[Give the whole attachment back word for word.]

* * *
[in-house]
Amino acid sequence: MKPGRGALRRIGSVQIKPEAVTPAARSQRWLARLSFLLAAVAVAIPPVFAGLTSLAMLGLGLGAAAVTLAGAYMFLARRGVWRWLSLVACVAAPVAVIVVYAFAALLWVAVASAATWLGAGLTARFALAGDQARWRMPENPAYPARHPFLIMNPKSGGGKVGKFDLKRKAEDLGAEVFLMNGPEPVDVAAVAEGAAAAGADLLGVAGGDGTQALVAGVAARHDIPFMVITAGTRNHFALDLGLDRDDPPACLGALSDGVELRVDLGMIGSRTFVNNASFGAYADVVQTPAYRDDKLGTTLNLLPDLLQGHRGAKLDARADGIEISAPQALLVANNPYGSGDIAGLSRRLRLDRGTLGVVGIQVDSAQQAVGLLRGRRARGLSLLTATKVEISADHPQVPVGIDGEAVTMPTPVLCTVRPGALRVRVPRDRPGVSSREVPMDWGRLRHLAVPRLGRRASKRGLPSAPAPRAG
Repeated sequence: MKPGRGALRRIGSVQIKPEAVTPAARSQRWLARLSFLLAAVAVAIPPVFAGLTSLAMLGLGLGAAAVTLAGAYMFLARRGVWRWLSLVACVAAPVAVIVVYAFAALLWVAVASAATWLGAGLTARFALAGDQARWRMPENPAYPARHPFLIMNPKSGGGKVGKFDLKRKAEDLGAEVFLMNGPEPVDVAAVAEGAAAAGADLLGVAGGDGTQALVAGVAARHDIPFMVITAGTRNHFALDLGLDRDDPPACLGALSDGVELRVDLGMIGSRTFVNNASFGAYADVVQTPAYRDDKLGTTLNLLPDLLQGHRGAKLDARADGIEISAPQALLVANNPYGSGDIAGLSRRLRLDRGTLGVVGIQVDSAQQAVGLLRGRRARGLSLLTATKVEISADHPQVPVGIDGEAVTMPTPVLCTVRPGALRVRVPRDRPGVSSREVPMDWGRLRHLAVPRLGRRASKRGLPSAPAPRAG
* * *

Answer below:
[in-house]
Amino acid sequence: MKPGRGALRRIGSVQIKPEAVTPAARSQRWLARLSFLLAAVAVAIPPVFAGLTSLAMLGLGLGAAAVTLAGAYMFLARRGVWRWLSLVACVAAPVAVIVVYAFAALLWVAVASAATWLGAGLTARFALAGDQARWRMPENPAYPARHPFLIMNPKSGGGKVGKFDLKRKAEDLGAEVFLMNGPEPVDVAAVAEGAAAAGADLLGVAGGDGTQALVAGVAARHDIPFMVITAGTRNHFALDLGLDRDDPPACLGALSDGVELRVDLGMIGSRTFVNNASFGAYADVVQTPAYRDDKLGTTLNLLPDLLQGHRGAKLDARADGIEISAPQALLVANNPYGSGDIAGLSRRLRLDRGTLGVVGIQVDSAQQAVGLLRGRRARGLSLLTATKVEISADHPQVPVGIDGEAVTMPTPVLCTVRPGALRVRVPRDRPGVSSREVPMDWGRLRHLAVPRLGRRASKRGLPSAPAPRAG
Repeated sequence: MKPGRGALRRIGSVQIKPEAVTPAARSQRWLARLSFLLAAVAVAIPPVFAGLTSLAMLGLGLGAAAVTLAGAYMFLARRGVWRWLSLVACVAAPVAVIVVYAFAALLWVAVASAATWLGAGLTARFALAGDQARWRMPENPAYPARHPFLIMNPKSGGGKVGKFDLKRKAEDLGAEVFLMNGPEPVDVAAVAEGAAAAGADLLGVAGGDGTQALVAGVAARHDIPFMVITAGTRNHFALDLGLDRDDPPACLGALSDGVELRVDLGMIGSRTFVNNASFGAYADVVQTPAYRDDKLGTTLNLLPDLLQGHRGAKLDARADGIEISAPQALLVANNPYGSGDIAGLSRRLRLDRGTLGVVGIQVDSAQQAVGLLRGRRARGLSLLTATKVEISADHPQVPVGIDGEAVTMPTPVLCTVRPGALRVRVPRDRPGVSSREVPMDWGRLRHLAVPRLGRRASKRGLPSAPAPRAG